Filter Coffee for Home

Making espresso at home isn’t for everyone; It can take up a bunch of bench space, create a lot of mess, and require a bit of practice to get right (not to mention the investment $$).

Filter coffee however can be a cheaper, space conscious and easy way to make coffee at home. Generally enjoyed black, it will help you familiarise origins with flavour profile and educate your pallet on selecting your favourite singles and process. Always select “Filter roast” when buying coffee if you like it black. For a darker/heavier coffee or with milk, you can go for one of the blends.

Where to start?

There's a lot of different options for manual brewing at home, and it can be hard to know what's good and where to start. Let’s run through the different options, and the pros and cons of each.



You can get scales with a built in timer designed for brewing coffee for a pretty affordable price.

Things you should get:



Fortunately for filter coffee brewing, you can get a trusty hand grinder that will work just fine if you’re on a budget. Or a really expensive hand grinder if you like.

Bonus things:

Temperature variable kettle
Gooseneck kettle

A good way to customise your filter coffee is to adjust your temperature, however it isn’t a requirement unless you’re changing between darker and lighter roasts.

Gooseneck kettles have a particular kind of spout that slows the flow of water and lets the user control where the water contacts the coffee.

Some brewing devices only need a normal kettle, however some will definitely need a gooseneck to work to their full potential. You can also buy gooseneck kettles that boil on the stove or that you can fill with hot water from a normal kettle which are a lot cheaper than buying powered, gooseneck kettles.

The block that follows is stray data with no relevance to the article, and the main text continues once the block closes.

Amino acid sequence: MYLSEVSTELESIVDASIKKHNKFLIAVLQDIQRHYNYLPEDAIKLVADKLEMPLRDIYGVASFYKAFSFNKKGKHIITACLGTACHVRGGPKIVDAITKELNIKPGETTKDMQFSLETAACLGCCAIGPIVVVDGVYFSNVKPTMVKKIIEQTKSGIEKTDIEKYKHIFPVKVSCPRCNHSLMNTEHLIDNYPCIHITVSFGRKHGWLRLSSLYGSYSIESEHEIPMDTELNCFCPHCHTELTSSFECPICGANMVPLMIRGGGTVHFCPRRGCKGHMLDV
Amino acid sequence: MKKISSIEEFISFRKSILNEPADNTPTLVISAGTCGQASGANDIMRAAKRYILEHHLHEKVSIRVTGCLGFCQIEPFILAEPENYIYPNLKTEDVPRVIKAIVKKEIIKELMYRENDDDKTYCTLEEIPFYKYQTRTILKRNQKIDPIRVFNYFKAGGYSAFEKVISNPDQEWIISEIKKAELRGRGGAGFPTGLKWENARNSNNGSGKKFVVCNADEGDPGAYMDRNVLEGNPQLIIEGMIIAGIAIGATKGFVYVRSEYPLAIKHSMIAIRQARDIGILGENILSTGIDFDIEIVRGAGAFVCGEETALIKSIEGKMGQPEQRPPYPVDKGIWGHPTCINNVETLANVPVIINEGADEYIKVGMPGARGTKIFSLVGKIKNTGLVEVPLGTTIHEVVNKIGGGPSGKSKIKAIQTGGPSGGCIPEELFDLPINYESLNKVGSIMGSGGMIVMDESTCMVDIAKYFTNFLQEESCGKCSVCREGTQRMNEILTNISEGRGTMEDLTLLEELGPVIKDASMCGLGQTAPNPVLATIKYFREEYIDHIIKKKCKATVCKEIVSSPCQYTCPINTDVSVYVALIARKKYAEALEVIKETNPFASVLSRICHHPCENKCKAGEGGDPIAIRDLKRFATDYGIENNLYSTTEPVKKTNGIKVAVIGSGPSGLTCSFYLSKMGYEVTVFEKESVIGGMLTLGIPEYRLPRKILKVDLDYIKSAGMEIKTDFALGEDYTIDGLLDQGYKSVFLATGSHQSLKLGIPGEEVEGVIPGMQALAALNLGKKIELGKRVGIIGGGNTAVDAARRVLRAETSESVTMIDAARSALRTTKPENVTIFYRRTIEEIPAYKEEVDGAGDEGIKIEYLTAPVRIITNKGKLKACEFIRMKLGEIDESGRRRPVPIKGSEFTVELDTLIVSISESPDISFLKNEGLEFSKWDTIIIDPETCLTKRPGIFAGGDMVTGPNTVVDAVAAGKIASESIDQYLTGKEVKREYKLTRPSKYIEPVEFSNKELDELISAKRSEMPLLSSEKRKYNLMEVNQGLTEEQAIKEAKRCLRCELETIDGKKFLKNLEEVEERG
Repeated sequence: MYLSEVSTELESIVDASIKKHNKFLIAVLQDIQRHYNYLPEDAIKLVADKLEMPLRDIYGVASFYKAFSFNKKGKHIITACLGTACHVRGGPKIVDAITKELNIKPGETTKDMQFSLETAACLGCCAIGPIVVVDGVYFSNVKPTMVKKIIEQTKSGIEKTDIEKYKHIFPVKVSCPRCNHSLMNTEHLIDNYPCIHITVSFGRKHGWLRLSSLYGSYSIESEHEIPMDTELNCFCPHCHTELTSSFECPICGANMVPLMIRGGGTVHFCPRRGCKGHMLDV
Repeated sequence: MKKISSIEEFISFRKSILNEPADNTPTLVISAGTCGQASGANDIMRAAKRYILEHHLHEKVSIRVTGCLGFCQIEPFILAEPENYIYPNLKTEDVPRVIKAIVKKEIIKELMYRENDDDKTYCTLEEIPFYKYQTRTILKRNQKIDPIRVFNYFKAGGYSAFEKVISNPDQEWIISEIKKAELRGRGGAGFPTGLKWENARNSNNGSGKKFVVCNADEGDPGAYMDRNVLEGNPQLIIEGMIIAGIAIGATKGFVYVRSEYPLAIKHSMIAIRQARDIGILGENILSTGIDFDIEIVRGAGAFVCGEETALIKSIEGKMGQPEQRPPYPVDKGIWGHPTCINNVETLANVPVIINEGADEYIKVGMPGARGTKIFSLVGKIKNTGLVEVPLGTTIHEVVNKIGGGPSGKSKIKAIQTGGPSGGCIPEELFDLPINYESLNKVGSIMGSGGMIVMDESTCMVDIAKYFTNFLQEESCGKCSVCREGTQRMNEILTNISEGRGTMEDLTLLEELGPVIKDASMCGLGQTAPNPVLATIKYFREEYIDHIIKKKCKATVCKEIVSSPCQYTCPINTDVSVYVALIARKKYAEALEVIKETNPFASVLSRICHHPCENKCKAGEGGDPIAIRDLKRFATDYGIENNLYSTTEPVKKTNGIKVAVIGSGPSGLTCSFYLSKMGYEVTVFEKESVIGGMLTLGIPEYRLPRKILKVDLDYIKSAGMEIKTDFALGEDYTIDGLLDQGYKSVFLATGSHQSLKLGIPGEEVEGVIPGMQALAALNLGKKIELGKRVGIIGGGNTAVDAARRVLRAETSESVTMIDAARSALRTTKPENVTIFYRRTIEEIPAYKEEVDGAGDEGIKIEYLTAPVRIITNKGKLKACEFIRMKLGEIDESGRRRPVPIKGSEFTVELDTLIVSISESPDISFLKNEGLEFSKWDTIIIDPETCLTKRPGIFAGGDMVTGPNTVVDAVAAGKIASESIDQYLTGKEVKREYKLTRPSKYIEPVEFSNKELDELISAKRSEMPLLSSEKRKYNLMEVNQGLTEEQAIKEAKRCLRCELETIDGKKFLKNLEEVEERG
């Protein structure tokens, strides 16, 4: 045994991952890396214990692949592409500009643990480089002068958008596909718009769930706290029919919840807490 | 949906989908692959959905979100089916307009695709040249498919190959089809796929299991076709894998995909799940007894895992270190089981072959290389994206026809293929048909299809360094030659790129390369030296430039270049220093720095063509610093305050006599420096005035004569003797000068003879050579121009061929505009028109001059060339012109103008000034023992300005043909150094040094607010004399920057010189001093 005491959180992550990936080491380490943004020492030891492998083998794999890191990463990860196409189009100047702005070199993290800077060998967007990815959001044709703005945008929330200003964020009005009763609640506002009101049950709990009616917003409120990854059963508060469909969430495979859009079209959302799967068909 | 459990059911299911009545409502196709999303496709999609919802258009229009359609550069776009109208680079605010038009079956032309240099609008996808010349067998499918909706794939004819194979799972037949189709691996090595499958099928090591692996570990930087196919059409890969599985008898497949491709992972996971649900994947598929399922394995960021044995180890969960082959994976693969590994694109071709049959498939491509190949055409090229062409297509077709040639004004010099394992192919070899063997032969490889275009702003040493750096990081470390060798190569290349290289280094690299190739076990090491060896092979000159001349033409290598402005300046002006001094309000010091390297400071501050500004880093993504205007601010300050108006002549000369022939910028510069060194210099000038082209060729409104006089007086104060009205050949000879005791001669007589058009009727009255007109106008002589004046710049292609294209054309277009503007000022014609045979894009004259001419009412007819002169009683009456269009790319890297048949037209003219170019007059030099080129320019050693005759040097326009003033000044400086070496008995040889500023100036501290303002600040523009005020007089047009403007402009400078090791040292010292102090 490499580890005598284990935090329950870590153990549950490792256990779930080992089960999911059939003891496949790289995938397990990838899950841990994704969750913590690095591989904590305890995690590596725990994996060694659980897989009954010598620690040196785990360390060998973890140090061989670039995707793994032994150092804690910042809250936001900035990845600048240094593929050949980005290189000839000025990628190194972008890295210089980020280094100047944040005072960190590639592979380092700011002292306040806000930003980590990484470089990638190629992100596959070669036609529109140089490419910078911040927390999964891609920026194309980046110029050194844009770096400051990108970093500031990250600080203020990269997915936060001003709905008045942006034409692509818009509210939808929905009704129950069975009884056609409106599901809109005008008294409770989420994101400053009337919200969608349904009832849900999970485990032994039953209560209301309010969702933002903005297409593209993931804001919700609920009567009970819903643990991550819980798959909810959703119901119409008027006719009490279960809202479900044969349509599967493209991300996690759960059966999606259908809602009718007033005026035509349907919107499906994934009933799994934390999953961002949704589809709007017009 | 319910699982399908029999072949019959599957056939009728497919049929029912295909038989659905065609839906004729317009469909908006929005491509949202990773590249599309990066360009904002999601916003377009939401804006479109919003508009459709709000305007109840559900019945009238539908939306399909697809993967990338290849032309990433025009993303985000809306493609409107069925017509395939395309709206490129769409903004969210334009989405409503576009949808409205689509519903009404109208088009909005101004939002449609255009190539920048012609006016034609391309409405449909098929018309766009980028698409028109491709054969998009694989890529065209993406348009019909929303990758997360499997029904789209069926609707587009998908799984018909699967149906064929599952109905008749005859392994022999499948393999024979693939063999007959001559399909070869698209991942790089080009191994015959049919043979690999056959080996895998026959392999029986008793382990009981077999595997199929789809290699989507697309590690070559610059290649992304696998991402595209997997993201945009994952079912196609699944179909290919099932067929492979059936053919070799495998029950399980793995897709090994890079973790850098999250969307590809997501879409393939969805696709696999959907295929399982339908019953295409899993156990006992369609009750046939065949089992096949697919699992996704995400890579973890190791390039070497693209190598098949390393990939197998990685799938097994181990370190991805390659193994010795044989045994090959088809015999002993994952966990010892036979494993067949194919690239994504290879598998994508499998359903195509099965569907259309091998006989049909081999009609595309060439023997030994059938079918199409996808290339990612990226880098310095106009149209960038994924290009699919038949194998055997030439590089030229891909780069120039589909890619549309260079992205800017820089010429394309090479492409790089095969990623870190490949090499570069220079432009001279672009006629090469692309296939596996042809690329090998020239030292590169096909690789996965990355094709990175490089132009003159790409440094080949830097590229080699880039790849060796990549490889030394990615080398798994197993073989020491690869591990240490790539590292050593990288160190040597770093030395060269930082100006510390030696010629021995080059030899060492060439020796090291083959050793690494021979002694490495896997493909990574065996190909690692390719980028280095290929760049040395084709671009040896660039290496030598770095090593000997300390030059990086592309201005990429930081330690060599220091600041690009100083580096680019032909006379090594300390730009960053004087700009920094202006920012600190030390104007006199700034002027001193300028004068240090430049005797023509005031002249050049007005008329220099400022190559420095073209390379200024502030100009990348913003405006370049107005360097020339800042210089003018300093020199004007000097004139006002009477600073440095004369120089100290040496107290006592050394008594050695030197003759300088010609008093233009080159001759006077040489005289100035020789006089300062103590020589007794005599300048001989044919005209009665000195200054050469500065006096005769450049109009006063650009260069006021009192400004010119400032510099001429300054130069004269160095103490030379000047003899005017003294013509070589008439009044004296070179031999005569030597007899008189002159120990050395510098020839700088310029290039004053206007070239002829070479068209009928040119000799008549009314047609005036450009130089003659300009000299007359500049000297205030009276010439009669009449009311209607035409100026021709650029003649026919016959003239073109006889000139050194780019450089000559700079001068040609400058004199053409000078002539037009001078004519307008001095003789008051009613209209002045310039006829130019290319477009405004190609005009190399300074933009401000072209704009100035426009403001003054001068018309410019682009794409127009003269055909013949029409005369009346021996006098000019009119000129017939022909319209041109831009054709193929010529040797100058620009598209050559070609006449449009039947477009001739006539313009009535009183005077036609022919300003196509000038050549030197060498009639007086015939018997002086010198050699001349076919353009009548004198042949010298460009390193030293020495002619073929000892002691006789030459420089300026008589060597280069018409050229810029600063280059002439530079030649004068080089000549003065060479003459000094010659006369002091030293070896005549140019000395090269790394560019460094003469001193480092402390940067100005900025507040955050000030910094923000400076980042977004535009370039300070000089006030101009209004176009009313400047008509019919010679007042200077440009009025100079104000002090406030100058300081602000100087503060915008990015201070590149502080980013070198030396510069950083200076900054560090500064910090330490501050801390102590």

Brewing devices:



Personally I think this is the best brewing device for beginners and is still a favourite among professionals. You don't need a goose-neck kettle to use it, if you like to travel it is extremely portable, whether camping or in a hotel. The best part is that cleaning it is a dream.

Pros: Easy to use, Portable, Cheap, Sturdy
Cons: Small (not great for multiple people)



The clever brewer combines gravity brewing (where water is pulled through coffee via gravity) and immersion brewing (Coffee that brews in unmoving water e.g. french press). You can use a goose-neck kettle or basic kettle, and it fits different filter papers or a metal filter if you have a preference.

Pros: Beginner friendly, Affordable, Flexible
Cons: Fragile (I’ve broken two)



KALITA WAVE Our personal favourite at Gabriel Coffee. The Kalita wave is a flat bottom, gravity dripper with only three small holes for the coffee to escape. The slow flow rate and flat bottom allow for a coarse grind which can make it easier to get nice flavours out of grinders that aren’t the best.

Pros: Unbreakable (stainless steel), Consistent brews
Cons: Specific filter papers aren't sold everywhere



The V60 is named after its shape and the angle of the sides. It's a favourite of professional baristas due to the skill level involved for brewing and the clean, high quality coffee it makes when you get it right. The V60 definitely requires the use of a gooseneck kettle.

Pros: Delicious, Challenging
Cons: Less consistent, Takes practice


Hopefully this gives you a good a better idea of a few brewers you might want to get your hands on.

Happy Brewing